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Joined: 14 Oct 2012
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GMAT 2: 740 Q49 V42
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Re: My one-month GMAT Preparation [#permalink] New post 28 May 2013, 16:03
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Hi!

I agree with bb's post, above, regarding the daily workload. I personally found that the effort/reward equation only worked in my favor until my fourth or fifth hour - which is to say that I was entirely too exhausted to actually learn anything after I hit the 4hr mark. It's really good to work for long stretches in order to build stamina (i.e. solving quant problems for 60-90 minutes, continually, followed by 60-90 of verbal) but anything more is really beyond the scope of the GMAT. Of course, only you can determine at what point you're increasing your stamina and at what point you've overshot your mental sweet-spot.

A couple of things about your experience thus far:

1. It's a little strange that you received a rating of "Average" in both of your quant diagnostics, and followed that up with a 35 in your first practice CAT. Similarly, being "Above Average" in both RC and CR indicates that you should be scoring 30-35 in your V fairly easily. I would recommend working on the psychological aspect of the exam - either you were nervous (consciously or subconsciously) when you took your CAT, or else you had a bad day, or you became fatigued from doing a test as long as the GMAT. In all likelihood, you will see some improvement in these categories as you do more and more practice problems and find your groove. I scored "Average" in both of my Q sections on the diagnostic on OG13 and wound up with a Q49 on the real thing - mostly due to the building up of stamina and becoming familiar with the different topics that are covered (more on that below).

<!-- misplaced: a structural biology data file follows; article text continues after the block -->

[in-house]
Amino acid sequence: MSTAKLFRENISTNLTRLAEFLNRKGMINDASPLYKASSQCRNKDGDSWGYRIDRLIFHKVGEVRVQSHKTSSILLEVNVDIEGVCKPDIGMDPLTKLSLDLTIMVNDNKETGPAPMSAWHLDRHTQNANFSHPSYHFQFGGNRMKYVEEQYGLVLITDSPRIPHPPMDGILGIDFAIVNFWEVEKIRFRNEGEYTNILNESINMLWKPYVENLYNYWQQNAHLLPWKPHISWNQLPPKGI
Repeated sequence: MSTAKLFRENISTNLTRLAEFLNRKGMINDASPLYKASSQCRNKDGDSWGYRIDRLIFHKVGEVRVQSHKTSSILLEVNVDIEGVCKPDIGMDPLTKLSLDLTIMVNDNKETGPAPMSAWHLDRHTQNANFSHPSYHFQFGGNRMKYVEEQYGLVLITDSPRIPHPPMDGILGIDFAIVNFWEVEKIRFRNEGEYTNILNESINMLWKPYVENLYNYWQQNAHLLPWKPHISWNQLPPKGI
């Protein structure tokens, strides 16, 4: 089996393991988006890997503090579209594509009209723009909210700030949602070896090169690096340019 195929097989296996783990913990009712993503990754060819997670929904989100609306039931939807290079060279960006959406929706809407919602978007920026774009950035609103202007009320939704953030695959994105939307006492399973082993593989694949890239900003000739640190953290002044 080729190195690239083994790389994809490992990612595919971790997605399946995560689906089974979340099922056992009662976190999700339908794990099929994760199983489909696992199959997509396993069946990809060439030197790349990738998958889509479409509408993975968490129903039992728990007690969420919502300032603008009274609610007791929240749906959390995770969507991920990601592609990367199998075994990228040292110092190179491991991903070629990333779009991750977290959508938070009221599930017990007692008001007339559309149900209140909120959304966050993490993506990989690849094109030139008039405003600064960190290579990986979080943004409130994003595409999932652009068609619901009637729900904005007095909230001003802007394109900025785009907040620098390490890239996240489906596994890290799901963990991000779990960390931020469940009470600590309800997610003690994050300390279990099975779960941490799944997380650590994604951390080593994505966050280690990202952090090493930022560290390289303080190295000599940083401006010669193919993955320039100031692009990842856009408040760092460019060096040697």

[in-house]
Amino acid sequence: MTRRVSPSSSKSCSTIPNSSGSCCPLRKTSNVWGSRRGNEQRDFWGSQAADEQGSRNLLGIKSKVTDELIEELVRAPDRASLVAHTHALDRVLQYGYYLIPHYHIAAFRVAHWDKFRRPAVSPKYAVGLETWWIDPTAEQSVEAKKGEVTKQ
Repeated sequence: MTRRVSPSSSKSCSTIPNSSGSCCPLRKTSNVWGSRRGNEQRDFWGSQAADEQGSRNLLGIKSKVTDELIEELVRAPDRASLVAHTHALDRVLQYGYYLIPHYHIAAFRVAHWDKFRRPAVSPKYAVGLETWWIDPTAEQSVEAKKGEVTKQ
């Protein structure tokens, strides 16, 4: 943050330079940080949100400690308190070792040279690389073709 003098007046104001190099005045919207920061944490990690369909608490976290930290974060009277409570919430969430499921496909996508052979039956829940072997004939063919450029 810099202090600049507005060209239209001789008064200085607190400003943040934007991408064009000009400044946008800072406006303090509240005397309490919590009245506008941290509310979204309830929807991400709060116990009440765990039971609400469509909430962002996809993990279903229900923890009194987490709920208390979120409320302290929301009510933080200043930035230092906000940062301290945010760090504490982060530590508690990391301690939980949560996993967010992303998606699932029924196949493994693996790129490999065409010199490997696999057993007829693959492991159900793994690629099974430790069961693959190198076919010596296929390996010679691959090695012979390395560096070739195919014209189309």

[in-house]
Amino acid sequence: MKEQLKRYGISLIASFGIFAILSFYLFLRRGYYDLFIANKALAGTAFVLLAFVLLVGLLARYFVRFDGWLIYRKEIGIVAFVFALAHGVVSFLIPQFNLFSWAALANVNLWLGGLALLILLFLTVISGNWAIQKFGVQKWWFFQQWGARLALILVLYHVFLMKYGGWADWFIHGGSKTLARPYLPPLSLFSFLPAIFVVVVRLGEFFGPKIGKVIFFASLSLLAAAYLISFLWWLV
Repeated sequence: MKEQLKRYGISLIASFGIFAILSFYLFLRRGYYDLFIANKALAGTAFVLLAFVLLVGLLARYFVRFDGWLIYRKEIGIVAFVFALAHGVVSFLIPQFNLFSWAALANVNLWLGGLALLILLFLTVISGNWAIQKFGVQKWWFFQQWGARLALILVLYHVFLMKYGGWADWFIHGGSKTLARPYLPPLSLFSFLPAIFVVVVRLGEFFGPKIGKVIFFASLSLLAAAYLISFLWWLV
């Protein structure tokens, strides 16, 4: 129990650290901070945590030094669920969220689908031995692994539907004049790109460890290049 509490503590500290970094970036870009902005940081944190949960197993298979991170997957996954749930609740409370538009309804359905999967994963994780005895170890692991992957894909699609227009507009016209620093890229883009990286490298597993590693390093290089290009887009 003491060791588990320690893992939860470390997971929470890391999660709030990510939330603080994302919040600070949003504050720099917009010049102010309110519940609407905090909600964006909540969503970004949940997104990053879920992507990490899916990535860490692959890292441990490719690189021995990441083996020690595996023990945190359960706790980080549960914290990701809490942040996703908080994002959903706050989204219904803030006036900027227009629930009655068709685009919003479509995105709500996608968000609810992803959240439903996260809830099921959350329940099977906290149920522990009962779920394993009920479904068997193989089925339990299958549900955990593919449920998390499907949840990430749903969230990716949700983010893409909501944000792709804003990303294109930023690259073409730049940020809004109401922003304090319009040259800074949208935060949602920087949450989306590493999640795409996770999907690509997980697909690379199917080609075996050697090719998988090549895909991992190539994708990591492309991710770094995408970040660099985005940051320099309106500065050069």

2. SC is difficult. Even for native speakers, it can be absolutely horrible, because the colloquial English language (wherever you may happen to speak it - whether it be the UK, US, or any other part of the world) is FULL of ambiguities and mis-expressions. If you are good with grammar and the parts of speech, you should look at the MGMAT books (there is a Sentence Correction one) and see if it can help. On the most atomic level, SC is about the rules of grammar and idioms. If you know the grammar, you have won 75% of the battle. The good news is that RC and CR are significantly harder to learn in a short amount of time - so, being Above Average in those is to your benefit (although you shouldn't get complacent and not review these topics, even if you feel that you are good at them).

Ok - continuing the first point I made above:
I like to characterize the Q section in the following way - it is made up of two parts. The first (and most important) part is the fundamentals of mathematics. That is to say - are you reasonably good at translating word problems into mathematical expressions? If given a geometric diagram, can you fill the missing pieces using the geometric axioms? Can you do basic probability and statistics? If the (honest) answer to those questions is "yes", then you may want to work on strategy more than the actual mathematical operations (part 2, below). If the answer to the above questions is "no" (and if the answer is "I'm not sure", it should be treated as a "no") then that's no problem. There are plenty of books (my favorites have always been MGMAT, but I'm sure there are other quality publications out there) that can teach you the fundamentals. It won't take long - oftentimes, all you need is a refresher. Nevertheless, learning the fundamentals really well should guarantee your a score of 35-40 on Q.